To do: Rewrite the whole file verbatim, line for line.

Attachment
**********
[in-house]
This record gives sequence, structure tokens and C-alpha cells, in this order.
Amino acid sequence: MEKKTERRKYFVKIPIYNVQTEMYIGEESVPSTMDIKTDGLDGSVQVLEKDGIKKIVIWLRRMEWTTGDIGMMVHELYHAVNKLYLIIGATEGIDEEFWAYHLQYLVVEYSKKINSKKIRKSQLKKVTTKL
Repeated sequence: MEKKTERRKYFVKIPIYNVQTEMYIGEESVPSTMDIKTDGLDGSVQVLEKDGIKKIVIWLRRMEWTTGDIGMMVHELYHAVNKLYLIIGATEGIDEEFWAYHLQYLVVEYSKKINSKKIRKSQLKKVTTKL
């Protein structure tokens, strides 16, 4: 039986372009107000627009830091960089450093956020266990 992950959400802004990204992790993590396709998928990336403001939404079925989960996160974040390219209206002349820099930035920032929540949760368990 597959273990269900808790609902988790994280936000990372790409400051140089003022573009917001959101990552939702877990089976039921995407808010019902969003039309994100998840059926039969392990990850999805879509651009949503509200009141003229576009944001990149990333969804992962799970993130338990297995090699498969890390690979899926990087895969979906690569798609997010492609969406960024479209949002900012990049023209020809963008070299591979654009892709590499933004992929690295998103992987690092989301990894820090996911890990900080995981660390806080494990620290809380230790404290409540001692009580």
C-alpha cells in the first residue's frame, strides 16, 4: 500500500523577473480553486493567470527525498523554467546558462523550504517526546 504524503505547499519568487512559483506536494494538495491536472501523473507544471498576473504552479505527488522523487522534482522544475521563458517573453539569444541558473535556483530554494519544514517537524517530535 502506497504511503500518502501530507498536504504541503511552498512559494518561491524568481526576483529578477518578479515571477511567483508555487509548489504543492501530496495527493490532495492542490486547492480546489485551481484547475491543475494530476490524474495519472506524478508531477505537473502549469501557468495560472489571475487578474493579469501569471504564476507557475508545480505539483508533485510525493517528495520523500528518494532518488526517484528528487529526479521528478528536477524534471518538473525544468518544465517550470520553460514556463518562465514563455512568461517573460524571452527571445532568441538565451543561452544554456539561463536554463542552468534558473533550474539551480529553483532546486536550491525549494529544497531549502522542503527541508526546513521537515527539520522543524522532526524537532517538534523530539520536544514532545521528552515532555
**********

[in-house]
This record gives sequence, structure tokens and C-alpha cells, in this order.
Amino acid sequence: MEKKTERRKYFVKIPIYNVQTEMYIGEESVPSTMDIKTDGLDGSVQVLEKDGIKKIVIWLRRMEWTTGDIGMMVHELYHAVNKLYLIIGATEGIDEEFWAYHLQYLVVEYSKKINSKKIRKSQLKKVTTKL
Repeated sequence: MEKKTERRKYFVKIPIYNVQTEMYIGEESVPSTMDIKTDGLDGSVQVLEKDGIKKIVIWLRRMEWTTGDIGMMVHELYHAVNKLYLIIGATEGIDEEFWAYHLQYLVVEYSKKINSKKIRKSQLKKVTTKL
């Protein structure tokens, strides 16, 4: 039986372009107000627009830091960089450093956020266990 992950959400802004990204992790993590396709998928990336403001939404079925989960996160974040390219209206002349820099930035920032929540949760368990 597959273990269900808790609902988790994280936000990372790409400051140089003022573009917001959101990552939702877990089976039921995407808010019902969003039309994100998840059926039969392990990850999805879509651009949503509200009141003229576009944001990149990333969804992962799970993130338990297995090699498969890390690979899926990087895969979906690569798609997010492609969406960024479209949002900012990049023209020809963008070299591979654009892709590499933004992929690295998103992987690092989301990894820090996911890990900080995981660390806080494990620290809380230790404290409540001692009580």
C-alpha cells in the first residue's frame, strides 16, 4: 500500500523577473480553486493567470527525498523554467546558462523550504517526546 504524503505547499519568487512559483506536494494538495491536472501523473507544471498576473504552479505527488522523487522534482522544475521563458517573453539569444541558473535556483530554494519544514517537524517530535 502506497504511503500518502501530507498536504504541503511552498512559494518561491524568481526576483529578477518578479515571477511567483508555487509548489504543492501530496495527493490532495492542490486547492480546489485551481484547475491543475494530476490524474495519472506524478508531477505537473502549469501557468495560472489571475487578474493579469501569471504564476507557475508545480505539483508533485510525493517528495520523500528518494532518488526517484528528487529526479521528478528536477524534471518538473525544468518544465517550470520553460514556463518562465514563455512568461517573460524571452527571445532568441538565451543561452544554456539561463536554463542552468534558473533550474539551480529553483532546486536550491525549494529544497531549502522542503527541508526546513521537515527539520522543524522532526524537532517538534523530539520536544514532545521528552515532555